Rigidity and flocking transitions in dense tissues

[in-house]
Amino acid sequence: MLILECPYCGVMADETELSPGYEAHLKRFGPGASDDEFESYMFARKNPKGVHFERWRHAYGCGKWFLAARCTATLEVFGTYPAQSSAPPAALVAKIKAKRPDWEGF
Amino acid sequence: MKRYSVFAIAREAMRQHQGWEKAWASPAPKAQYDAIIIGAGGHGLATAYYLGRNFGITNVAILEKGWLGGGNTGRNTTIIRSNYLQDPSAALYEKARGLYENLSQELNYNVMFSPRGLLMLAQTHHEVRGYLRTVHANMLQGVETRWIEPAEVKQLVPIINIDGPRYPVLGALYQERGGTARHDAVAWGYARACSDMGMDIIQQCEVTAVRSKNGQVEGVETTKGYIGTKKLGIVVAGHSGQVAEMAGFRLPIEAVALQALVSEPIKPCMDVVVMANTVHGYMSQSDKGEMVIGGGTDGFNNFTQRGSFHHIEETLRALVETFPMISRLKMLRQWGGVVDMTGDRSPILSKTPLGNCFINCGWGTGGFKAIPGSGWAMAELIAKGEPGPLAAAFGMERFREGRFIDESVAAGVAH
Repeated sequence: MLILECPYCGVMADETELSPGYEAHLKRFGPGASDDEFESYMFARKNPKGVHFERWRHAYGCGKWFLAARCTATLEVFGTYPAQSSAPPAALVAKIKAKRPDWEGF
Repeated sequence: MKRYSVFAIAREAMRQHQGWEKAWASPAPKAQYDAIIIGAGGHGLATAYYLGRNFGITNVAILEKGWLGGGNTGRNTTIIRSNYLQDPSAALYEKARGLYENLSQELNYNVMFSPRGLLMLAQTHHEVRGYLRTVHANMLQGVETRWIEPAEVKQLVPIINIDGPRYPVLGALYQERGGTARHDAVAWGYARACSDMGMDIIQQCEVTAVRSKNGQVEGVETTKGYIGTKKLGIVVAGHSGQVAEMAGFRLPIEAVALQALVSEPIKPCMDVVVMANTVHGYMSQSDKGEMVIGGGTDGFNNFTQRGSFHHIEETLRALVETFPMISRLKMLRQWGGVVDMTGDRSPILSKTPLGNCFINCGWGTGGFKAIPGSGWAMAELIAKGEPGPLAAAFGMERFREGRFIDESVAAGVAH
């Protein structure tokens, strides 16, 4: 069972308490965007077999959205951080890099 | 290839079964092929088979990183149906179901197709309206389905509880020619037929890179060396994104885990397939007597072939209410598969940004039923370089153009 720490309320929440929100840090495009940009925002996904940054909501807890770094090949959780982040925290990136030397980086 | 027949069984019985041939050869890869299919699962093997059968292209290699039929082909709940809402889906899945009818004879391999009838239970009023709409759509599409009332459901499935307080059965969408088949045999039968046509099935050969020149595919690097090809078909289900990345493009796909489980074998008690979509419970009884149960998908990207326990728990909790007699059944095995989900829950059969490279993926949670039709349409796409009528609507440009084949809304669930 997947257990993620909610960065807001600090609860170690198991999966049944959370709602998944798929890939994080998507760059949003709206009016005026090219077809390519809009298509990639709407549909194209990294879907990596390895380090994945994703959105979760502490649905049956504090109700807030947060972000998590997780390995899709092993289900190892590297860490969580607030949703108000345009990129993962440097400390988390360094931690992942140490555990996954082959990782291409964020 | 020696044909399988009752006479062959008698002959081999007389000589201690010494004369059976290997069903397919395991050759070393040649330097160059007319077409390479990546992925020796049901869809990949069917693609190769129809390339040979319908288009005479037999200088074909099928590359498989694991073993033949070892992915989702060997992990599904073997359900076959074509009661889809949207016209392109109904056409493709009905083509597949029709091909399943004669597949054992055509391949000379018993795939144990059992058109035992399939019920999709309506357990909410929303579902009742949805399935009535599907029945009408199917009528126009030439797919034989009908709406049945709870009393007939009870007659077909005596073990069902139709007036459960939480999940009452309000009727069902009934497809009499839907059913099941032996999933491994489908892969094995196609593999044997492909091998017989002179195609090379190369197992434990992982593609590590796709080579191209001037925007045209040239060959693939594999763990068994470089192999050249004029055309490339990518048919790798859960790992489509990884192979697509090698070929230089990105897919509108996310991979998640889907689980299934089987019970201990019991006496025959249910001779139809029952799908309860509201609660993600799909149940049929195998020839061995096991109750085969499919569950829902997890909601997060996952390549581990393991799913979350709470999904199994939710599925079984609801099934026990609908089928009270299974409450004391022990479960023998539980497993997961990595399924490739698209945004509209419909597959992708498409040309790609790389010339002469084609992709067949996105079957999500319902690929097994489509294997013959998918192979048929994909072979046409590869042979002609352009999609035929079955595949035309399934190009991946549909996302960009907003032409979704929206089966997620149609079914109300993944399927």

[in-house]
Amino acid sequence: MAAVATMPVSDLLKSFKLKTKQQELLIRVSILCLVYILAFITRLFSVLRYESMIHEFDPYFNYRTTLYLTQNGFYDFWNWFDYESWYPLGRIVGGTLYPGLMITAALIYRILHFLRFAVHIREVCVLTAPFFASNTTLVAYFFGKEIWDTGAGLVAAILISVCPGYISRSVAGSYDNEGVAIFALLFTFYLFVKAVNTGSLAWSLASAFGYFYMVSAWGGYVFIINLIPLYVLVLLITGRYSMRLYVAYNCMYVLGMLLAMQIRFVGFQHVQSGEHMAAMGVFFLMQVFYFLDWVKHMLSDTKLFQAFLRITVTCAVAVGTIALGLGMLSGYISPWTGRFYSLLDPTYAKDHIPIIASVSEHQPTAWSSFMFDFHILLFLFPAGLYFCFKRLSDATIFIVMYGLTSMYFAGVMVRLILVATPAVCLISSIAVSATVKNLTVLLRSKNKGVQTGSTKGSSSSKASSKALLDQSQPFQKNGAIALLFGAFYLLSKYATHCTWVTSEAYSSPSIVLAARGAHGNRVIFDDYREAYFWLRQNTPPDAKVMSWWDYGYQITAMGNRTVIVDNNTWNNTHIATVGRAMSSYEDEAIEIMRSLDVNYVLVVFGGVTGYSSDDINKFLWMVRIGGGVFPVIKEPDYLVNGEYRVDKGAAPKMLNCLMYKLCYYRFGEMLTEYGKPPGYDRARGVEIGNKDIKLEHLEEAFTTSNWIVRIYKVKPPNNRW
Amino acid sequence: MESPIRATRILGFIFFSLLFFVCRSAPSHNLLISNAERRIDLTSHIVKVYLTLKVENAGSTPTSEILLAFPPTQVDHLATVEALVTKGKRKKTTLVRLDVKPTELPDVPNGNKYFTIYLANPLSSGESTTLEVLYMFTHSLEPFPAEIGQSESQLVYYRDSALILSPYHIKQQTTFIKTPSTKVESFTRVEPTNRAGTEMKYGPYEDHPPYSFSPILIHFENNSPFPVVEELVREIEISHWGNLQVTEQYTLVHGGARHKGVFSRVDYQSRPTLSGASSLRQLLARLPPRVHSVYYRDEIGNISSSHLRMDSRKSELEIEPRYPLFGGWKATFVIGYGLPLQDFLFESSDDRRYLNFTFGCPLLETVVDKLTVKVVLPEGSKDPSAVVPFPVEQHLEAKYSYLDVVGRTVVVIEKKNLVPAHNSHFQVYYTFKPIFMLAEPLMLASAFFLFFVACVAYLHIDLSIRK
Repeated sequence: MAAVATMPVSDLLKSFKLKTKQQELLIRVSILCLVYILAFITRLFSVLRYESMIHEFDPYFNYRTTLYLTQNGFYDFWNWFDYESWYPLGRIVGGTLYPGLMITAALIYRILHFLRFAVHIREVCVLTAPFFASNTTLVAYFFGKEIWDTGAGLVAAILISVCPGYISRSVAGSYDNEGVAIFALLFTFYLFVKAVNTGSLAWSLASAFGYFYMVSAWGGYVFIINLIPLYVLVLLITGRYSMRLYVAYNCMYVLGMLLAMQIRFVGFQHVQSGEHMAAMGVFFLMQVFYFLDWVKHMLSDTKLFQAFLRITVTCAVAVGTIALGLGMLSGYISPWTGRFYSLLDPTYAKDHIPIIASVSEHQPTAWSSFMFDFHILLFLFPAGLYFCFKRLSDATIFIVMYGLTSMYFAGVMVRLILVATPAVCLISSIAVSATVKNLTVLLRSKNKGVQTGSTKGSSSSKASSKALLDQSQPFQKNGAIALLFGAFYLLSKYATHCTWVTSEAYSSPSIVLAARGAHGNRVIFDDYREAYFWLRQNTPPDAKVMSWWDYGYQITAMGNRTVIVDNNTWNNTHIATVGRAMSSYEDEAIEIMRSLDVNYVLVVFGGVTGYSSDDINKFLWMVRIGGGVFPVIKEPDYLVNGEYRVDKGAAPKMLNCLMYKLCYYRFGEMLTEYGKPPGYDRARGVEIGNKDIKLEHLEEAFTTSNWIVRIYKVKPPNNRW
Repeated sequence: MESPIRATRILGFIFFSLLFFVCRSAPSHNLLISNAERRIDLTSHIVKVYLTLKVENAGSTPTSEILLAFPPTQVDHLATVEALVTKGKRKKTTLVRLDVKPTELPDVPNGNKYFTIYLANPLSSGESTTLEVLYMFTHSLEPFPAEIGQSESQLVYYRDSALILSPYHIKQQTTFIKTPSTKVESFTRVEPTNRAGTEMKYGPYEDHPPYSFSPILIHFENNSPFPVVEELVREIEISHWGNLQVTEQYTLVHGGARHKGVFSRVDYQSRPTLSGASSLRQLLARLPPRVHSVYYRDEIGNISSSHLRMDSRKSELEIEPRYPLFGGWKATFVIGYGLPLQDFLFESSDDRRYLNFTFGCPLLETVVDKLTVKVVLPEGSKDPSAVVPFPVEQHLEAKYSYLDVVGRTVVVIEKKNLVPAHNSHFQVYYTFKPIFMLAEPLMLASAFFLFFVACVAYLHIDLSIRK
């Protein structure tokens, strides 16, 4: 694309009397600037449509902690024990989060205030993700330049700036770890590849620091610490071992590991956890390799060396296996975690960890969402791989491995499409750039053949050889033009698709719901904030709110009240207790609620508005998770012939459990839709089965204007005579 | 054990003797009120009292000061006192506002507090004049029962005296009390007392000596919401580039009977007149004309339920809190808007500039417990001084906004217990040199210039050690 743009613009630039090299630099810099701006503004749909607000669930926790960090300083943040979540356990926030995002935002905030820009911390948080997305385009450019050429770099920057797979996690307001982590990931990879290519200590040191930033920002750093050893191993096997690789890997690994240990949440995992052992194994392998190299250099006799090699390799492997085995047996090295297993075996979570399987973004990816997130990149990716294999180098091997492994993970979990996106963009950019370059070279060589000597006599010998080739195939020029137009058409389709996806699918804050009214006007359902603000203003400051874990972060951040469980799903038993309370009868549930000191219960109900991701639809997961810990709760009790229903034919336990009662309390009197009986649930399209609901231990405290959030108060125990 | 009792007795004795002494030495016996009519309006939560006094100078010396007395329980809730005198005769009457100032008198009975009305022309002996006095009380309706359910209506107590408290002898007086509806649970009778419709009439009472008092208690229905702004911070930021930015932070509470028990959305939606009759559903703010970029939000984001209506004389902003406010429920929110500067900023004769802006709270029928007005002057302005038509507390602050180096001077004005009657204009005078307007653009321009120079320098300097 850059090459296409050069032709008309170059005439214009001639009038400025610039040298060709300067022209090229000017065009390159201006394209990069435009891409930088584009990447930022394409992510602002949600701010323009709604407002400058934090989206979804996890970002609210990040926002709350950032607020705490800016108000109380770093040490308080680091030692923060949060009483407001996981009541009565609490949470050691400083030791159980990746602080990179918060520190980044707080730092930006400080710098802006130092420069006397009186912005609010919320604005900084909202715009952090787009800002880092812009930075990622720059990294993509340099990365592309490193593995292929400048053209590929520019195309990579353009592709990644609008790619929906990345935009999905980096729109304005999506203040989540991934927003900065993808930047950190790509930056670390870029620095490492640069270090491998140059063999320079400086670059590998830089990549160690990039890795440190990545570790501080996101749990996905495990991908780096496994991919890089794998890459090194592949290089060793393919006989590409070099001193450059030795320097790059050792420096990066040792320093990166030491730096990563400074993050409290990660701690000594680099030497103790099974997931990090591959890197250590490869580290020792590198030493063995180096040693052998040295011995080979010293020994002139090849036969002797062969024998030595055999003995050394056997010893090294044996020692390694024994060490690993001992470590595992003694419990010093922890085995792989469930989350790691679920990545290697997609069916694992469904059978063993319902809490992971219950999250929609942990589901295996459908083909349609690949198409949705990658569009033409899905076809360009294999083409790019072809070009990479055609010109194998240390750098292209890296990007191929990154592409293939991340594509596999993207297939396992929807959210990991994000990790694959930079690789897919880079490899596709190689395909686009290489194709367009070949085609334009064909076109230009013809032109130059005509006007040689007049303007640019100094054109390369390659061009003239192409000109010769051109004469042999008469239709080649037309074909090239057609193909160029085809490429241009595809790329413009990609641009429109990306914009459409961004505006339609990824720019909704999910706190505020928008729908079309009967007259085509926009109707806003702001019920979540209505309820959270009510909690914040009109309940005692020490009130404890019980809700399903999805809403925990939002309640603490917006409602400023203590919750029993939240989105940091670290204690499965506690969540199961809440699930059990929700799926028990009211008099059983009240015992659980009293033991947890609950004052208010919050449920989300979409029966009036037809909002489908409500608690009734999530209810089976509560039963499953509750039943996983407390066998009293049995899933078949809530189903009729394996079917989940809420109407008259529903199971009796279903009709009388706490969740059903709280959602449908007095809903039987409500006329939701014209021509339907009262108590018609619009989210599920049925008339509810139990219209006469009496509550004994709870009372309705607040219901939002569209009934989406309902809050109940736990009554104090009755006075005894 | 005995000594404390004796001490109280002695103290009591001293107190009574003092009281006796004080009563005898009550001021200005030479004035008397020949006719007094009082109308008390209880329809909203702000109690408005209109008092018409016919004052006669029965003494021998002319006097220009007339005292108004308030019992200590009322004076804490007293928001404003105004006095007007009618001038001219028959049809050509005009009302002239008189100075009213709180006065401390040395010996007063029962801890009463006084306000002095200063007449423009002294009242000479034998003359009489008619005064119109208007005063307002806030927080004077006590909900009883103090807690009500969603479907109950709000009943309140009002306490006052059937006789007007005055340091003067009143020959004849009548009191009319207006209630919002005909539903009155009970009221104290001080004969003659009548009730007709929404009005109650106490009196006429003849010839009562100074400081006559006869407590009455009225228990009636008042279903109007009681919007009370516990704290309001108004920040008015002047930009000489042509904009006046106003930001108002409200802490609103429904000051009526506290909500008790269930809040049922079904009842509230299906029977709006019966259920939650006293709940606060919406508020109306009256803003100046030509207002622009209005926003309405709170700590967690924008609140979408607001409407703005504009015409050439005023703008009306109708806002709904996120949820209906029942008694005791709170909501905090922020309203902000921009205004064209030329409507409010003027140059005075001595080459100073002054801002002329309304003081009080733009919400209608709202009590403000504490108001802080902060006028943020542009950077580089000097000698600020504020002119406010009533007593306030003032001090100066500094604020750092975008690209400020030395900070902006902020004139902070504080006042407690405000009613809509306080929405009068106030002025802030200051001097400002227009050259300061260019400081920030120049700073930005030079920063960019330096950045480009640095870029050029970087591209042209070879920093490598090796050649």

The mechanical properties of epithelial tissues, which are typically composed of a single layer of tightly bound cells, play an important role in development and disease. Our goal is to develop theoretical and computational tools to help explain collective cell migration patterns and mechanical behavior in these tissues. In this talk, I will highlight the interplay between tissue rigidity and collective cell migration using two different models. The first model augments a Self-Propelled Voronoi model that describes epithelial cells in dense tissue as motile polygons covering the plane by introducing a local feedback that aligns cell polarization with the cell velocity. This alignment promotes solidification and drives transitions to both flocking liquid and solid states, qualitatively affecting the morphology of dynamical heterogeneities near the onset of tissue rigidity. This is akin to what observed in jammed epithelial monolayers, which are unjammed by the addition of endocytic proteins. Next, I will describe a hydrodynamic model for bulk tissues that couples cell shapes, tissue rigidity, and cell-substrate interactions by assuming that cells exert traction forces preferentially along gradients in the in-plane tissue stiffness, as suggested by recent experiments. An analysis of the steady states of the model leads to the identification a new “morphotactic” parameter that controls pattern formation in real tissues.